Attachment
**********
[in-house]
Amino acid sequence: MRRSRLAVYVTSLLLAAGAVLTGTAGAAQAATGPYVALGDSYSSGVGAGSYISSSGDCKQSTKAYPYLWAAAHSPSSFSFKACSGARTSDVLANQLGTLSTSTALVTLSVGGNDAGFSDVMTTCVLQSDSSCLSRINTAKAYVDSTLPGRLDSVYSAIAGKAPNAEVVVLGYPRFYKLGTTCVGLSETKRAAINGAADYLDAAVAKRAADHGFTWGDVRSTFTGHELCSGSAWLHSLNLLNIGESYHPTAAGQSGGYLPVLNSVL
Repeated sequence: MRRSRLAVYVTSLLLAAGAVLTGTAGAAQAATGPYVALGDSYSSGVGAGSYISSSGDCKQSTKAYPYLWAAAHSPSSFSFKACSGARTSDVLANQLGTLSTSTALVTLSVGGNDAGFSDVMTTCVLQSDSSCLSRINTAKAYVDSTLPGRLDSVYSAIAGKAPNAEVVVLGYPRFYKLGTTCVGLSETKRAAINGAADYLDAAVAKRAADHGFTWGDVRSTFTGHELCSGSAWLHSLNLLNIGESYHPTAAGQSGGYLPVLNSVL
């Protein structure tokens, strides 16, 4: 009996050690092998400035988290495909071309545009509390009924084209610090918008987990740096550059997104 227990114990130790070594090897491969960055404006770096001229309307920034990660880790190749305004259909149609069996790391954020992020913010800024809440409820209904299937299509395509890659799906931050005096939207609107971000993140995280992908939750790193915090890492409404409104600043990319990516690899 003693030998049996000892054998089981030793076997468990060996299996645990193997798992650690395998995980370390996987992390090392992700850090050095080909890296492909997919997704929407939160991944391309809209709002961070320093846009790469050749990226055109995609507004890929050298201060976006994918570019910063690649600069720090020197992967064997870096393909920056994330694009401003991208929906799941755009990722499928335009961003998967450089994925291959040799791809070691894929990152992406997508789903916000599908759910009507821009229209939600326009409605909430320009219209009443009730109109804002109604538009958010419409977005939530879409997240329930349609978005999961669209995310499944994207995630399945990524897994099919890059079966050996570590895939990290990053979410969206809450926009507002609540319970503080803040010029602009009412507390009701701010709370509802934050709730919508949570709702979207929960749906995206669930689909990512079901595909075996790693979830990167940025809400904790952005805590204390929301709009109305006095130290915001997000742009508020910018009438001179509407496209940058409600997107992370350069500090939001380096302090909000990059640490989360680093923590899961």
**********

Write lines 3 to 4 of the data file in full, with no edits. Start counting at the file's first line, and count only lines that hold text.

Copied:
Repeated sequence: MRRSRLAVYVTSLLLAAGAVLTGTAGAAQAATGPYVALGDSYSSGVGAGSYISSSGDCKQSTKAYPYLWAAAHSPSSFSFKACSGARTSDVLANQLGTLSTSTALVTLSVGGNDAGFSDVMTTCVLQSDSSCLSRINTAKAYVDSTLPGRLDSVYSAIAGKAPNAEVVVLGYPRFYKLGTTCVGLSETKRAAINGAADYLDAAVAKRAADHGFTWGDVRSTFTGHELCSGSAWLHSLNLLNIGESYHPTAAGQSGGYLPVLNSVL
């Protein structure tokens, strides 16, 4: 009996050690092998400035988290495909071309545009509390009924084209610090918008987990740096550059997104 227990114990130790070594090897491969960055404006770096001229309307920034990660880790190749305004259909149609069996790391954020992020913010800024809440409820209904299937299509395509890659799906931050005096939207609107971000993140995280992908939750790193915090890492409404409104600043990319990516690899 003693030998049996000892054998089981030793076997468990060996299996645990193997798992650690395998995980370390996987992390090392992700850090050095080909890296492909997919997704929407939160991944391309809209709002961070320093846009790469050749990226055109995609507004890929050298201060976006994918570019910063690649600069720090020197992967064997870096393909920056994330694009401003991208929906799941755009990722499928335009961003998967450089994925291959040799791809070691894929990152992406997508789903916000599908759910009507821009229209939600326009409605909430320009219209009443009730109109804002109604538009958010419409977005939530879409997240329930349609978005999961669209995310499944994207995630399945990524897994099919890059079966050996570590895939990290990053979410969206809450926009507002609540319970503080803040010029602009009412507390009701701010709370509802934050709730919508949570709702979207929960749906995206669930689909990512079901595909075996790693979830990167940025809400904790952005805590204390929301709009109305006095130290915001997000742009508020910018009438001179509407496209940058409600997107992370350069500090939001380096302090909000990059640490989360680093923590899961």